Chapter 9<br />Urinary System<br />
(KUB)<br />Stands for kidney , ureter, bladder<br />term used in a radiographic examination to determine the location, siz...
(UTI)<br />Known as Urinary Tract Infection<br />a bacterial infection that affects any part of the urinary tract.<br />Yo...
What causes UTI?<br />The two most common causes of this are poor hygiene and sexual intercourse. <br />Another cause of b...
Symptoms<br />pain or burning during urination <br />frequent urination <br />the sensation of not being able to hold urin...
Treatment<br />cranberry herbal supplements <br />Azo-Standard <br />500 IU Vitamin C <br />
(ARF)<br />Acute renal failure means that your kidneys have suddenly stopped working. <br />Your kidneys remove waste prod...
What causes Acute Renal Failure?<br />sudden, serious drop in blood flow to the kidneys. Not enough fluid in the body (deh...
Symptoms<br />Little or no urine when you urinate. <br />Swelling, especially in your legs and feet. <br />Not feeling lik...
Treatments<br />Limit your salt intake <br />Watch your potassium intake <br />Watch your phosphorus intake <br />
(CRF)<br />Chronic renal failure is a progressive disease characterized by an increasing inability of the  kidney to maint...
What causes Chronic Renal Failure?<br />There are many possible causes of CRF including; <br />Infections <br />Hereditary...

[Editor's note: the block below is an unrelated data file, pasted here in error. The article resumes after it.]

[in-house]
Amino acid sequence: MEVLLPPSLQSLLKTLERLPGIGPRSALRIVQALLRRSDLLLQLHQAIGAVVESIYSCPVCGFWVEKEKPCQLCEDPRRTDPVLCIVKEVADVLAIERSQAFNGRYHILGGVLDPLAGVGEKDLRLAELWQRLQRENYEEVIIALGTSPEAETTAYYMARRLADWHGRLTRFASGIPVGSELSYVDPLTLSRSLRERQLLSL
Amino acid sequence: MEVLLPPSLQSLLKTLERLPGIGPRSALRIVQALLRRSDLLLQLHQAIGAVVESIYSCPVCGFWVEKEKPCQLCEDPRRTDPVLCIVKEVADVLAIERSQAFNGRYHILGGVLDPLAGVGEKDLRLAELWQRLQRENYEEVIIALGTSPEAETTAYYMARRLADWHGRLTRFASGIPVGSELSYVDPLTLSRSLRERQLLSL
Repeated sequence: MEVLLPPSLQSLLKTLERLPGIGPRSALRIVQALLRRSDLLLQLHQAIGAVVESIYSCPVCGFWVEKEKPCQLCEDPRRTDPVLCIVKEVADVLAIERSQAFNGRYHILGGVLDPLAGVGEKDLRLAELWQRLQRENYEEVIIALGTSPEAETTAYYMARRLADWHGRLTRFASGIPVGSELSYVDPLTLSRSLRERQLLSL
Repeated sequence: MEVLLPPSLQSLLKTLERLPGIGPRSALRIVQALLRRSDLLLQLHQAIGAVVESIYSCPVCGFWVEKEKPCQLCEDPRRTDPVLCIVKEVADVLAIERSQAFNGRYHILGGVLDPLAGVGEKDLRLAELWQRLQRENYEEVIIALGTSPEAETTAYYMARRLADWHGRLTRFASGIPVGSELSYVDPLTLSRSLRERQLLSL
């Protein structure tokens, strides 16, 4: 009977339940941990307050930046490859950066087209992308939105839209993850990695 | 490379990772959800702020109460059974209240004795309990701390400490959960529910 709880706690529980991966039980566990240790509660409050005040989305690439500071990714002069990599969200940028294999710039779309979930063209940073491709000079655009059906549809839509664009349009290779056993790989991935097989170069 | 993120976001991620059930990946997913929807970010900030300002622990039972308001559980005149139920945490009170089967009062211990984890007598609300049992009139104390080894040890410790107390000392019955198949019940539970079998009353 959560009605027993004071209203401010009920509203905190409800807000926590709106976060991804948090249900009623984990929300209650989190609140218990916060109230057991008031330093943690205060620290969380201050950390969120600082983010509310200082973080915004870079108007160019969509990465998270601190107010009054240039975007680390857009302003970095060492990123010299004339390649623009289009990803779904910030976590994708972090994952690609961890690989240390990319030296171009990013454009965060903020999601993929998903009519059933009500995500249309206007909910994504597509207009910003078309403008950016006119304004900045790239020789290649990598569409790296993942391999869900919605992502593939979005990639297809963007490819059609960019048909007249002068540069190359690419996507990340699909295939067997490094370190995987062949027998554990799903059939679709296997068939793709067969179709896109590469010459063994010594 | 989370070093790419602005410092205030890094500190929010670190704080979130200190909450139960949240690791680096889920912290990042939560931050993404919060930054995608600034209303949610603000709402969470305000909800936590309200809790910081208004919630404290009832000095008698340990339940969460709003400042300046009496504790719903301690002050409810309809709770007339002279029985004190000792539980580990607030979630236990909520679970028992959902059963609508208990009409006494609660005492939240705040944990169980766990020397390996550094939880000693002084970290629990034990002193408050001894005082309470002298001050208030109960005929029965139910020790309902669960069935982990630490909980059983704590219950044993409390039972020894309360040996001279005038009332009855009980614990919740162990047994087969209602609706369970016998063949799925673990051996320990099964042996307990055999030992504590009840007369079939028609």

Symptoms<br />Weakness<br />Shortness of breath<br />Inability to excrete potassium and rising potassium levels in the ser...
Treatments<br />Fluids<br /> Phosphorus binders<br /> Prescription diet <br />High blood pressure (hypertension <br />Anta...
      1. Acute renal failure 2.Normal kidney3.Chronic renal failure<br />
(BUN)<br />Blood Urea Nitrogen test measures the amount of nitrogen in your blood that comes from the waste product urea. ...
Why It Is Done <br />See if your kidneys are working normally <br />See if your kidney disease is getting worse <br />See ...
How It Is Done<br />The health professional drawing blood will: <br />Wrap an elastic band around your upper arm to stop t...
Chapter 9
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Chapter 9

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Chapter 9

  1. 1. Chapter 9<br />Urinary System<br />
  2. 2. (KUB)<br />Stands for kidney , ureter, bladder<br />term used in a radiographic examination to determine the location, size, shape, and malformation of the kidneys, ureters, and bladder. <br />Stones and calcified areas may be detected.<br />
  3. 3.
  4. 4. (UTI)<br />Known as Urinary Tract Infection<br />a bacterial infection that affects any part of the urinary tract.<br />Your urinary system is composed of the kidneys, ureters, bladder and urethra. <br />Any part of your urinary system can become infected, but most infections involve the lower urinary tract — the urethra and the bladder. <br />
  5. 5. What causes UTI?<br />The two most common causes of this are poor hygiene and sexual intercourse. <br />Another cause of bladder infections or UTI is waiting too long to urinate. <br />Loss of estrogen and changes in the vagina after menopause. <br />Anything that makes it hard to completely empty your bladder, like a kidney stone. <br />
  6. 6. Symptoms<br />pain or burning during urination <br />frequent urination <br />the sensation of not being able to hold urine <br />the sensation of not being able to urinate easily or completely <br />Cloudy, bad-smelling, or bloody urine <br />Lower abdominal pain<br />